PI Editorial: It’s up to us, collectively, to stop the cycle of senseless shootings
Editor’s note: This has been updated to correct the number of firearms currently in the United States.
What a tragic and demoralizing sign of “back to normal.”
How else can one consider the mass shooting in Boulder on March 22 where a man shot and killed 10 people going about their everyday lives?
For reasons entirely unknown to us, the pandemic seemingly offered a respite from the grim cycle of mass shootings we’ve grown dangerously accustomed to in the United States.
Now, when we have more reason than ever to be optimistic about an end to the pandemic, it appears we’ve wasted no time getting back to scenes of senseless violence.
Why does common sense continue to elude us?
Every time a spasm of violence like this occurs, we immediately fall into the same patterns.
“Now is the time for more gun laws.”
“We don’t need more gun laws, we need more people with guns.”
Yet we can’t afford to fall into our comfortable camps of thought.
Whatever we decide as a state or nation on gun laws, it won’t change three key truths:
1. There are 393 million gun in the United States. While the number and type of firearms varies greatly from person to person, any new law passed is highly unlikely to significantly reduce that number anytime soon.
2. We have conditions in our society that make it far, far too easy for people to dehumanize others. How did we get so glib about the killing of our friends, family and neighbors?
3. We have to stop the cycle of killing. *We* have to stop the cycle of killing.
How we accomplish that will always be a matter of debate, but long-term we think there’s a need for both political and cultural solutions. The solution is unlikely to be as simple as banning this or that gun or magazine types. For example, Colorado has restricted the sale of firearm magazines to those which carry 15 rounds or fewer. Yet they can still be purchased throughout the state in disassembled kits (https://www.9news.com/overloaded).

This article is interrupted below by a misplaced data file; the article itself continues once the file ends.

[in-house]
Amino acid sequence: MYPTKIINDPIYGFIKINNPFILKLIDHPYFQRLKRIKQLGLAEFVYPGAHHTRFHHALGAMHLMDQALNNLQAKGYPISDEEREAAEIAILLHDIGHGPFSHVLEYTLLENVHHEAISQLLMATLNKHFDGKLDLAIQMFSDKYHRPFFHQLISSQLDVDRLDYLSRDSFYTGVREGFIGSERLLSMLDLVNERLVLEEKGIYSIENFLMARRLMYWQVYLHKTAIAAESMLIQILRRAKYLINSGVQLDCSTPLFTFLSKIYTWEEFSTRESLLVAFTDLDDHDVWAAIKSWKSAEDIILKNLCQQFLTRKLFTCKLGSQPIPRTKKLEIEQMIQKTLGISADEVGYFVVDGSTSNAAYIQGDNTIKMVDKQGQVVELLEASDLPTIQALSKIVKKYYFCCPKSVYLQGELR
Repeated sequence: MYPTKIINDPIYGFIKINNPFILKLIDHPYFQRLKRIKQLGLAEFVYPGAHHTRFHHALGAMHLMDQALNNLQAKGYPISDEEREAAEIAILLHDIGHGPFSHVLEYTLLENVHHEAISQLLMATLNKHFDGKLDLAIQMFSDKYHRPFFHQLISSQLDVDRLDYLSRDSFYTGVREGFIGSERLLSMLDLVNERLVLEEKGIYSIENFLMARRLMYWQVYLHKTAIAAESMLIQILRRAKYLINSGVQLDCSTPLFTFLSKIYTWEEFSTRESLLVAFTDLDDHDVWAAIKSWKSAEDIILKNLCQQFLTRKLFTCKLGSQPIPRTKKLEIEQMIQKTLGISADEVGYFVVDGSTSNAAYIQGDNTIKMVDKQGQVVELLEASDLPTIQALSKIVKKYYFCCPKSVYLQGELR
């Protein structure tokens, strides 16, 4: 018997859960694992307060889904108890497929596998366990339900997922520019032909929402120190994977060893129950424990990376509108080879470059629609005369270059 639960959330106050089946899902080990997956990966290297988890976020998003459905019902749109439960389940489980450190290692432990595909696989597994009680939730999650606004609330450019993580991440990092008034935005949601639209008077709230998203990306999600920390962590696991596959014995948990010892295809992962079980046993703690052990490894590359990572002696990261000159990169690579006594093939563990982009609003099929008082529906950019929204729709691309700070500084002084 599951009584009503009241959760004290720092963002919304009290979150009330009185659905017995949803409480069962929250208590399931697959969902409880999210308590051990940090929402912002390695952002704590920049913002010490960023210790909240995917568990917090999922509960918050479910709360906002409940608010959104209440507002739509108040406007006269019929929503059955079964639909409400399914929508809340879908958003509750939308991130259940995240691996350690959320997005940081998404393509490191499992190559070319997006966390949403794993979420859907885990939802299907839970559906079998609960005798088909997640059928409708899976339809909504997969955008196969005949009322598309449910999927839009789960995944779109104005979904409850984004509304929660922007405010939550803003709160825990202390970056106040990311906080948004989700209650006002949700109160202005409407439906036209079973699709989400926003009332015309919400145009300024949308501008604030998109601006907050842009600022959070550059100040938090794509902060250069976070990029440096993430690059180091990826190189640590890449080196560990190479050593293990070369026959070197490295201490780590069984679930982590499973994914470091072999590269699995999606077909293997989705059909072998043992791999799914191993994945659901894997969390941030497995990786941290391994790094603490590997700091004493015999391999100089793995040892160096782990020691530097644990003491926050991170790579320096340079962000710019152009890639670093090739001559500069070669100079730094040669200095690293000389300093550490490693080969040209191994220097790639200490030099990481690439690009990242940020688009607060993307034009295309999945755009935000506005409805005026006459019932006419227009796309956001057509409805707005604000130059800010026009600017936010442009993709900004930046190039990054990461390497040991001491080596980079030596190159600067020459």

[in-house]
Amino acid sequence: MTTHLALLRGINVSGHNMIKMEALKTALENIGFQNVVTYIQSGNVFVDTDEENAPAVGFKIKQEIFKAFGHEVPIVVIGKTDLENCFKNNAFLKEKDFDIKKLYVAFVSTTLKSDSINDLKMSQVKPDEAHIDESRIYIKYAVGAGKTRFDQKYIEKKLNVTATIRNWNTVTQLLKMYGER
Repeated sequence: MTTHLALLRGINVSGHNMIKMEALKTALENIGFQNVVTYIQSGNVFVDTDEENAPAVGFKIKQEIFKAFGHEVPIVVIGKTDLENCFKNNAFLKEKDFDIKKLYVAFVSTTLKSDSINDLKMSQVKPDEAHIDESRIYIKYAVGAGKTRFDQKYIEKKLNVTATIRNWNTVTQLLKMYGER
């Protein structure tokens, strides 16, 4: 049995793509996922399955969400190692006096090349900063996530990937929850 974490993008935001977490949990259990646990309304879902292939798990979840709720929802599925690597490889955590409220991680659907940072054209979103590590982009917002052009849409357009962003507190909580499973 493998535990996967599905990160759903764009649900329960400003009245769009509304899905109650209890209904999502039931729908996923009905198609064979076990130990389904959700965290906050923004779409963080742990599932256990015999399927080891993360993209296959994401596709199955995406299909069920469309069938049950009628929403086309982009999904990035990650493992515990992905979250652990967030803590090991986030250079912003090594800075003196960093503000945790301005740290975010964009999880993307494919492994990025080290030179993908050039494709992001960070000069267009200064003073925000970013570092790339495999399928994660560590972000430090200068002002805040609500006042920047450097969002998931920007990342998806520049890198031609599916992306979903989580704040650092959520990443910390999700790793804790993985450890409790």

No matter what laws are passed, they are unlikely to do enough by themselves to curb these spasms of senseless violence.
We need to do something as a nation that makes it more difficult to see other people as anything less than our fellow human beings — who deserve compassion, understanding and love. Cultural pressure is not always a bad thing, and in this case could be helpful. There are many people in life who’ve been tempted to do grave ill, yet did not do so for fear of letting down family, friends, religious leaders and more. Let’s put pressure on ourselves and each other to push through argument, disagreement and vitriol to see each other for who we are: people deserving of kindness and respect.
We also need to empower those organizations who are doing invaluable work to make sure people in crisis or approaching crisis receive the help they need before they do something senseless.
That’s where innovations such as Mind Springs Health’s Mobile Recovery Team can play a crucial role. As reported last week in the March 24 Post Independent, the recovery team can “provide immediate assistance to people in crisis due to substance abuse. That can include getting them connected to treatment services, as well as housing, food and employment assistance.”
It’s important to note that the vast majority of people in mental crisis are neither a danger to themselves nor others, but the sooner we can connect people with the help they need the better outcomes there are for everyone — for the individual, for their community and for society.
As we seek to stop future tragedies from happening, we should strongly consider how we can do more to get people the help they need, whenever and wherever that might be.
We can help with this by advocating for and prioritizing strengthening our social services and mental health care providers — talk with our elected officials, volunteer for help lines, donate or find other ways to be involved.
A personal commitment to do whatever we can to stop the cycle of violence is the best way we can honor the lives of the 10 people killed in Boulder last week. They — and the victims that preceded them — deserve nothing less from us.
The Post Independent Editorial Board consists of Publisher Bryce Jacobson, Editor Peter Baumann and Managing Editor/Senior Reporter John Stroud.
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